Let a Thousand Newspapers Bloom

Whenever I tell a Westerner what I do for a living, many are doubtful. "Is there such a thing as a free press in China?," they ask. "Are there really independent journalists?" The answer is yes and no.

Ever since Deng Xiaoping launched his reforms in 1978, China has been moving from a planned economy to the free market. Its media industry is undergoing a transition equally as wrenching. It is also a more complicated process, because the state, which embraces economic reform wholeheartedly, is not certain about how much media reform to tolerate.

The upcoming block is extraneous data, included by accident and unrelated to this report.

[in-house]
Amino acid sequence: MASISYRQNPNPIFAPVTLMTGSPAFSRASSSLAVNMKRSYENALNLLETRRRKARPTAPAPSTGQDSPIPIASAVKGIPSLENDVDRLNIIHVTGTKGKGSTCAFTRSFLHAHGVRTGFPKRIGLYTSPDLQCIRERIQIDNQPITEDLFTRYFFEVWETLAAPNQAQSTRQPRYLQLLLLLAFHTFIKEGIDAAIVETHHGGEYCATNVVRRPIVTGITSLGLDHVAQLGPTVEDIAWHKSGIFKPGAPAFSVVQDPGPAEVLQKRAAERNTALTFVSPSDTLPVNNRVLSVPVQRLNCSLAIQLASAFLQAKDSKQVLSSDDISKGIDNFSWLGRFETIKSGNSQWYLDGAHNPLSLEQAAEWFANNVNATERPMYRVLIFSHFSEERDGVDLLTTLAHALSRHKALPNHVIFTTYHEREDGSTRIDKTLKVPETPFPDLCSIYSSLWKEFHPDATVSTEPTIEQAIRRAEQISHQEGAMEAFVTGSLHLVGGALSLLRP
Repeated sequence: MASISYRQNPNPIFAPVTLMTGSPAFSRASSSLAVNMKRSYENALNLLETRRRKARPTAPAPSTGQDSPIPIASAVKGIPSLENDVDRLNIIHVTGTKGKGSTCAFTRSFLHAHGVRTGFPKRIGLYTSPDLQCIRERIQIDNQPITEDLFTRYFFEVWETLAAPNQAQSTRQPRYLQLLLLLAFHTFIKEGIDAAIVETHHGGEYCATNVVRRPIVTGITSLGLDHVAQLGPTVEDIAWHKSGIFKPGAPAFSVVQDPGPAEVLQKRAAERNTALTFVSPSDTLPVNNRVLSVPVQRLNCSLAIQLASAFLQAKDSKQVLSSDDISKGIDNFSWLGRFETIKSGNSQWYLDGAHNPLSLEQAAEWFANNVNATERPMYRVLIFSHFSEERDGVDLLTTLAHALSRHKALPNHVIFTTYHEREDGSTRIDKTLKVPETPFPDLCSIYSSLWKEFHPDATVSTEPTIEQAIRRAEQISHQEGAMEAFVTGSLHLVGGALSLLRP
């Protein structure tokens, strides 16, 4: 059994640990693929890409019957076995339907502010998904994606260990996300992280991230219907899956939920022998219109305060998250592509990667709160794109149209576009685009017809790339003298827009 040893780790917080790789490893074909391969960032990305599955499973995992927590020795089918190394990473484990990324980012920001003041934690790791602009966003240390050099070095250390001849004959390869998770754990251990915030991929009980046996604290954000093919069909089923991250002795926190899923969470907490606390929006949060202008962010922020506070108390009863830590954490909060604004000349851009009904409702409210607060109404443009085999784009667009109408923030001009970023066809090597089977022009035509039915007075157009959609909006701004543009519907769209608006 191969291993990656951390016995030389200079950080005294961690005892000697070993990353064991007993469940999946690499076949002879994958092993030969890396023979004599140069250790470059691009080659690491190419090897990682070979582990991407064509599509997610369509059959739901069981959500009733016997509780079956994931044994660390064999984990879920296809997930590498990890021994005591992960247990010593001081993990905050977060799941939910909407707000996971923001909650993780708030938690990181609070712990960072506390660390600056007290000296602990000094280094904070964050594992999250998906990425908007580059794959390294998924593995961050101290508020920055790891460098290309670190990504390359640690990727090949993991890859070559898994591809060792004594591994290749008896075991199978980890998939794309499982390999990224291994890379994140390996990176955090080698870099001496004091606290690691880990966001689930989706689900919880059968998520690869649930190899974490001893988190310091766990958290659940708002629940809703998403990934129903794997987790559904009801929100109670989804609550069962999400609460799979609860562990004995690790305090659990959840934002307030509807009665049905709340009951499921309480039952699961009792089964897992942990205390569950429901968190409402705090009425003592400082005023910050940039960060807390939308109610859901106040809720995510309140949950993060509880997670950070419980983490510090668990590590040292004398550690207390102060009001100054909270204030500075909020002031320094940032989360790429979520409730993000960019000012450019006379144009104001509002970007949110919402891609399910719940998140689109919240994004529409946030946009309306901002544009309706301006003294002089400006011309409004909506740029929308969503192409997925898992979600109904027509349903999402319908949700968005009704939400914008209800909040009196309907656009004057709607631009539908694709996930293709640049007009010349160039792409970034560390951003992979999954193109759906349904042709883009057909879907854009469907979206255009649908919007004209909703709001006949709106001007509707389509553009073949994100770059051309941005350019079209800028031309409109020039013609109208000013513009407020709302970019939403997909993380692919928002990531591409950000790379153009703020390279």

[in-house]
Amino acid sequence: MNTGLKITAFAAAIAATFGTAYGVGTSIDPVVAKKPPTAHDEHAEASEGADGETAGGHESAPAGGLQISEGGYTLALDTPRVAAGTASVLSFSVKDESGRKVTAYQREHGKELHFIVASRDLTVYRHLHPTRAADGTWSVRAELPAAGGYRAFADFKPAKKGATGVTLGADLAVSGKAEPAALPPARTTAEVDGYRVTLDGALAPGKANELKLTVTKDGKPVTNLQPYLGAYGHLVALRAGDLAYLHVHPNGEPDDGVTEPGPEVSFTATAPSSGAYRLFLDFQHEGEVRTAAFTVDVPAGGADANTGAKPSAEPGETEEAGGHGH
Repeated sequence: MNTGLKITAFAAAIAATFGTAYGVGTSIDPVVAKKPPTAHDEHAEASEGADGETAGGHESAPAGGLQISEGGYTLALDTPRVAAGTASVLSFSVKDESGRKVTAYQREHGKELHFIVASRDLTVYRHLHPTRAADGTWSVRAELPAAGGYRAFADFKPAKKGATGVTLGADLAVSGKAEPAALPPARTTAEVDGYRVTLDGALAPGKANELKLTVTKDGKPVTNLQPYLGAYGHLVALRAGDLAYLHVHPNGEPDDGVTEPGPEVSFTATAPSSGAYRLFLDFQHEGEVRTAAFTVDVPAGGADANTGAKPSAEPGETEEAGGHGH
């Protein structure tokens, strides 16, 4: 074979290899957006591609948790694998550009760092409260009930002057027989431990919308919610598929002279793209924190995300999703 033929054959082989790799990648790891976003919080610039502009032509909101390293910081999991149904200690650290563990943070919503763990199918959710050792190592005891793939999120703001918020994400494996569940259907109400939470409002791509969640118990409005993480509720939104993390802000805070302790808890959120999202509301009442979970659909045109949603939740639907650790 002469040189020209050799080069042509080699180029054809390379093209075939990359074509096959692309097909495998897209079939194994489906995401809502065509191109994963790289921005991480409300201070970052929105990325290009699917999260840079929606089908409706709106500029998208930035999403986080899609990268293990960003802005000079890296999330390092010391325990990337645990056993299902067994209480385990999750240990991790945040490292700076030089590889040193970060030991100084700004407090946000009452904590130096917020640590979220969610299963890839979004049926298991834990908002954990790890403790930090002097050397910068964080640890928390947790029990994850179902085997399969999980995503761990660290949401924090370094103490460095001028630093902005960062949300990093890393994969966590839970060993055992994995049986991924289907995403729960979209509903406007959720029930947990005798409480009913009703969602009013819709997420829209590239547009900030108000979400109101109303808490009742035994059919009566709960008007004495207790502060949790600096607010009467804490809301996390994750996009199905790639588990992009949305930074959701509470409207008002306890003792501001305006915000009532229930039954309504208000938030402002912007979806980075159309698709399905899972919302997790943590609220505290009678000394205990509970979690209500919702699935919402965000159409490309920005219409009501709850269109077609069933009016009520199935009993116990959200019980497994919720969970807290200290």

Yet the government's attitude to the press is not one of constant suspicion. After it (belatedly) recognized the importance of transparency in capital markets, journalists gained greater freedom to pursue investigative journalism. So, while the line between the permissible and the prohibited has shifted, it still exists. Some of us walk right up to the line, even nudging it every once in a while. Crossing it, however, remains another matter.

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